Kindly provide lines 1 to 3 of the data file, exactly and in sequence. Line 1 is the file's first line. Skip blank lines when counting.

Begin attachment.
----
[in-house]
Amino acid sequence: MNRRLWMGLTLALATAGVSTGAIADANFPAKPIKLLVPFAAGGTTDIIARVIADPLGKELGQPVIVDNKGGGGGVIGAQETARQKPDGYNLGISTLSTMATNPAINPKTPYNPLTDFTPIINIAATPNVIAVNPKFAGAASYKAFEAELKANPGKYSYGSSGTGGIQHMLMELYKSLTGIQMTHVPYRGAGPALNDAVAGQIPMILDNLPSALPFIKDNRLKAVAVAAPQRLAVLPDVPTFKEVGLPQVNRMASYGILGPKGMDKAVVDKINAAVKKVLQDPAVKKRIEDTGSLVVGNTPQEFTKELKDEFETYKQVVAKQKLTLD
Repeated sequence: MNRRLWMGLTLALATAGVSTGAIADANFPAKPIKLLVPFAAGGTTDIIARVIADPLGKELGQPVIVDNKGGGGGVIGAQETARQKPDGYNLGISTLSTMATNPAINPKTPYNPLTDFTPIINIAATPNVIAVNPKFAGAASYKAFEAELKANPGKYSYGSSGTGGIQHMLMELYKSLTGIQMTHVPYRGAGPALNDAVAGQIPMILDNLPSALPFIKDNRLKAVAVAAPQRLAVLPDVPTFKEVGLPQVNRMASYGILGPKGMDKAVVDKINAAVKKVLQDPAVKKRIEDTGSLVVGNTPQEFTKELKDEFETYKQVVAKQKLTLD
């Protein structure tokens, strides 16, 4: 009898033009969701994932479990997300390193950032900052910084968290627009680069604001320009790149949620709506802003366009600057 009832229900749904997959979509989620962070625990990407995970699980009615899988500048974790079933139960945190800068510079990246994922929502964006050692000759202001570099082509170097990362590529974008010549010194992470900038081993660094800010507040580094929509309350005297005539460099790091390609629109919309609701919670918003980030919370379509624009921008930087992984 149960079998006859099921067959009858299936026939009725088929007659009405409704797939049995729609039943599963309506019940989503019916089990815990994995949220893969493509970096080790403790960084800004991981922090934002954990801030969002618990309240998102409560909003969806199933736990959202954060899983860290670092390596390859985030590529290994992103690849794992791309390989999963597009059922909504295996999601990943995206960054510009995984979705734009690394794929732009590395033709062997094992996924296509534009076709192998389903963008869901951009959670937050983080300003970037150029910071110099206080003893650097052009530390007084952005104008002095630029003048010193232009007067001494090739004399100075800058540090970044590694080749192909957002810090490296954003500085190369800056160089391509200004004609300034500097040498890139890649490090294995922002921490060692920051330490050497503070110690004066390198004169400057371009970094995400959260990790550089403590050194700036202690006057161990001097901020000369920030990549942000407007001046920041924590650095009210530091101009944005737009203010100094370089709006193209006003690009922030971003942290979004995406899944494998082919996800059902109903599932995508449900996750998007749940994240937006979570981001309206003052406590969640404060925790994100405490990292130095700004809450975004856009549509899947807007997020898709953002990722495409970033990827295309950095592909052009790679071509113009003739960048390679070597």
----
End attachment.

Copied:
[in-house]
Amino acid sequence: MNRRLWMGLTLALATAGVSTGAIADANFPAKPIKLLVPFAAGGTTDIIARVIADPLGKELGQPVIVDNKGGGGGVIGAQETARQKPDGYNLGISTLSTMATNPAINPKTPYNPLTDFTPIINIAATPNVIAVNPKFAGAASYKAFEAELKANPGKYSYGSSGTGGIQHMLMELYKSLTGIQMTHVPYRGAGPALNDAVAGQIPMILDNLPSALPFIKDNRLKAVAVAAPQRLAVLPDVPTFKEVGLPQVNRMASYGILGPKGMDKAVVDKINAAVKKVLQDPAVKKRIEDTGSLVVGNTPQEFTKELKDEFETYKQVVAKQKLTLD
Repeated sequence: MNRRLWMGLTLALATAGVSTGAIADANFPAKPIKLLVPFAAGGTTDIIARVIADPLGKELGQPVIVDNKGGGGGVIGAQETARQKPDGYNLGISTLSTMATNPAINPKTPYNPLTDFTPIINIAATPNVIAVNPKFAGAASYKAFEAELKANPGKYSYGSSGTGGIQHMLMELYKSLTGIQMTHVPYRGAGPALNDAVAGQIPMILDNLPSALPFIKDNRLKAVAVAAPQRLAVLPDVPTFKEVGLPQVNRMASYGILGPKGMDKAVVDKINAAVKKVLQDPAVKKRIEDTGSLVVGNTPQEFTKELKDEFETYKQVVAKQKLTLD